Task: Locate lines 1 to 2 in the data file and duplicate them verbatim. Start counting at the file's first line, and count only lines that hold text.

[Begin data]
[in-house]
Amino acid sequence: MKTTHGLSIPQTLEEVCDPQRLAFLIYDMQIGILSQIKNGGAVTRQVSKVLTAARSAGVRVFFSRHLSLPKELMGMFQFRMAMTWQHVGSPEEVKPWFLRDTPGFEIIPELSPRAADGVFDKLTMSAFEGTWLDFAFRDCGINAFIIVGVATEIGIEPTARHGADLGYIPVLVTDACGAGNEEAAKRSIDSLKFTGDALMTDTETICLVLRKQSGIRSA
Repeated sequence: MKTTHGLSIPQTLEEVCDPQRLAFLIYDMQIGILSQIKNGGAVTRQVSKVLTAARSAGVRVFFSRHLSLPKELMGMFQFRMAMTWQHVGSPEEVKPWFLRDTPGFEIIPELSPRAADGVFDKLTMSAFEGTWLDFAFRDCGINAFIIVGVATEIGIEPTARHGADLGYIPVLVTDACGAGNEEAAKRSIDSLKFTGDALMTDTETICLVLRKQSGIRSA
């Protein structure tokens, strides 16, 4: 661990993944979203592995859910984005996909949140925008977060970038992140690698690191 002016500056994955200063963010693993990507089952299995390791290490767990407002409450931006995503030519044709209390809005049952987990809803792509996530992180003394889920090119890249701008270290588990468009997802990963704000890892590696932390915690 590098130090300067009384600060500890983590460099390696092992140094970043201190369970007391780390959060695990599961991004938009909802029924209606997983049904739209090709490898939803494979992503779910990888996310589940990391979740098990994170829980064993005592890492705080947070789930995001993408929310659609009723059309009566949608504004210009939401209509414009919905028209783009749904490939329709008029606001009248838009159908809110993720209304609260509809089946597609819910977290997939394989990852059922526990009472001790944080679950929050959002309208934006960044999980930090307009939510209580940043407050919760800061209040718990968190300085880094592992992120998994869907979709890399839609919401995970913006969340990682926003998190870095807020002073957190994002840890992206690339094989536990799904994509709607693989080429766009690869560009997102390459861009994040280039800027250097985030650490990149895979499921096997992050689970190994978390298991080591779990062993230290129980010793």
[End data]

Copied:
[in-house]
Amino acid sequence: MKTTHGLSIPQTLEEVCDPQRLAFLIYDMQIGILSQIKNGGAVTRQVSKVLTAARSAGVRVFFSRHLSLPKELMGMFQFRMAMTWQHVGSPEEVKPWFLRDTPGFEIIPELSPRAADGVFDKLTMSAFEGTWLDFAFRDCGINAFIIVGVATEIGIEPTARHGADLGYIPVLVTDACGAGNEEAAKRSIDSLKFTGDALMTDTETICLVLRKQSGIRSA